Chandra Image of a Super Nova remnant in M31
Credit: A. K. H. Kong et al., 2002, The Astrophysical Journal, Volume 580, Issue 2, pp. L125-L128

A Supernova Beyond the Milky Way

Beautiful X-ray images of supernova remnants (the shocked hot gas produced by exploded stars) have been obtained inside the Milky Way. But what does a supernova remnant look like in an external galaxy? The Chandra X-ray observatory, with its extraordinary ability to resolve distant objects, has provided the first image of of a supernova in an external galaxy. The image above is a "true-color" Chandra/ACIS X-ray picture of a supernova remnant named CXOM31 J004327.7+411829 in the Andromeda Galaxy, M31. In this image color stands for X-ray energy: red represents low energy X-rays from "cool" material (only a few million degrees), green represents medium energy X-rays from "warm" material, while blue represents the highest energy X-rays from the hottest material (near 20 million degrees). This supernova remnant is about 136 light years in diameter, and is between 3210-22,300 years old.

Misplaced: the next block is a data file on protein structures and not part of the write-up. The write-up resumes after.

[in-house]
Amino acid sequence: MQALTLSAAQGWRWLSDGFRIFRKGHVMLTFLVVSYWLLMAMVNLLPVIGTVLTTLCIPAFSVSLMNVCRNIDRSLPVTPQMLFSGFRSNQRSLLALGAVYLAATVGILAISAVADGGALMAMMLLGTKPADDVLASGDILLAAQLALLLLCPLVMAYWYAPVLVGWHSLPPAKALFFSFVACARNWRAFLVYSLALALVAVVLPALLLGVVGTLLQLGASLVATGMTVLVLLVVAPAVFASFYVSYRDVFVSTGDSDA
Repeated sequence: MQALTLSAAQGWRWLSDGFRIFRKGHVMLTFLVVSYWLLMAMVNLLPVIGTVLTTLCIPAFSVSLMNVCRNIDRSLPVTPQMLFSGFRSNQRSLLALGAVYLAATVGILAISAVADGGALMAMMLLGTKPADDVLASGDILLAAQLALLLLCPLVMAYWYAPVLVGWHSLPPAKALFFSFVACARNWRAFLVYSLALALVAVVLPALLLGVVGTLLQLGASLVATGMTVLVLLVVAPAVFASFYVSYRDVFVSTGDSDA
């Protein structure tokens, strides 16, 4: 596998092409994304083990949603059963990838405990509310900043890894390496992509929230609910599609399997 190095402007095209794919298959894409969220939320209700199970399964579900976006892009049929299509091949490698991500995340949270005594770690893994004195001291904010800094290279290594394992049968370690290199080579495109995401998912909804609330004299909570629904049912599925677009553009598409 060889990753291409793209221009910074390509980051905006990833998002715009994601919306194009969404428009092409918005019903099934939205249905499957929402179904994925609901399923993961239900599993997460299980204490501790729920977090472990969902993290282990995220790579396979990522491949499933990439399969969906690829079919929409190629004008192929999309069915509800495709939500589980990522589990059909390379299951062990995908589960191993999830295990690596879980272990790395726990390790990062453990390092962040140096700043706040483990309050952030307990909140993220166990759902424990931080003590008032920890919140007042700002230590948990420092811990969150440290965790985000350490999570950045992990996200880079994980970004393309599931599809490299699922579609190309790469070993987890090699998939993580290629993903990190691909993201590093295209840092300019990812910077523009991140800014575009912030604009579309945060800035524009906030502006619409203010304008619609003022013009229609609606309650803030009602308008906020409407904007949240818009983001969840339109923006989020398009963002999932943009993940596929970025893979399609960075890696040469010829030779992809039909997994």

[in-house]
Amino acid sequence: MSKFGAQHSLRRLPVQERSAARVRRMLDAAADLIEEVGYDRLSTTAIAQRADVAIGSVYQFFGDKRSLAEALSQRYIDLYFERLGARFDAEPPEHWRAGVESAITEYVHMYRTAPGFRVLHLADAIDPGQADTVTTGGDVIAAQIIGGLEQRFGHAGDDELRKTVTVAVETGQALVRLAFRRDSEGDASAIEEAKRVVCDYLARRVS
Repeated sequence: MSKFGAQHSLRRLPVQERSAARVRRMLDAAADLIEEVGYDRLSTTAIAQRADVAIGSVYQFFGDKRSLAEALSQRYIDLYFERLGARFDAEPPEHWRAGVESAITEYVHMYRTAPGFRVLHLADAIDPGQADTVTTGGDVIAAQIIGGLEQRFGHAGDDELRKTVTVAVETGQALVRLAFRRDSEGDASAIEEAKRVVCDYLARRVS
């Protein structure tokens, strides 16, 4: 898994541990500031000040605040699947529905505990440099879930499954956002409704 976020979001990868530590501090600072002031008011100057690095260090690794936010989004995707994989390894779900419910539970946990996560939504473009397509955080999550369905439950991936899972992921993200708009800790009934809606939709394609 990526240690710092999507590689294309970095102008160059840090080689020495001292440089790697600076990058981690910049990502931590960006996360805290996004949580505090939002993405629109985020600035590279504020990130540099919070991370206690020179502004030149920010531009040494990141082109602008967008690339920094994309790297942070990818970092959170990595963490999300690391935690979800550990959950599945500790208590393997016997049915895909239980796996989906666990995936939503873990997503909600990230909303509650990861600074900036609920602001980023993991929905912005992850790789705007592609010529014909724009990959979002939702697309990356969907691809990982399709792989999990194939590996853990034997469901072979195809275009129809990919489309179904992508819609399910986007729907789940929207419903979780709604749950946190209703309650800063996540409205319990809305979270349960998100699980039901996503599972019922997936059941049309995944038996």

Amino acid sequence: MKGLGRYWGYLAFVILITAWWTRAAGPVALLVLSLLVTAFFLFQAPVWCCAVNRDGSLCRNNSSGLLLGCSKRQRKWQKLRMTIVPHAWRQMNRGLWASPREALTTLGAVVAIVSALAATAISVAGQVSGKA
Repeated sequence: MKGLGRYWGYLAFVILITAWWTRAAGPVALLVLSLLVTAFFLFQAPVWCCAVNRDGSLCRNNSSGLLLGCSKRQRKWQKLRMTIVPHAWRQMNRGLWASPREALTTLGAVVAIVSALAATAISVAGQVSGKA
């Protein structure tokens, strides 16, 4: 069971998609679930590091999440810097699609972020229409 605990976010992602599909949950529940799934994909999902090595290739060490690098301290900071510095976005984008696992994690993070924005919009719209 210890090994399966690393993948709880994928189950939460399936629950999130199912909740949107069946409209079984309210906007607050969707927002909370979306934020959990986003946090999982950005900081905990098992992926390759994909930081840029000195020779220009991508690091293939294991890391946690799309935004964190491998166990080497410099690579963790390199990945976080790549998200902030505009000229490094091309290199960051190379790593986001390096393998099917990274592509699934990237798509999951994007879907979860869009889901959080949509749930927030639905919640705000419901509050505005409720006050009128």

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Page Author: Dr. Michael F. Corcoran
Last modified December 9, 2002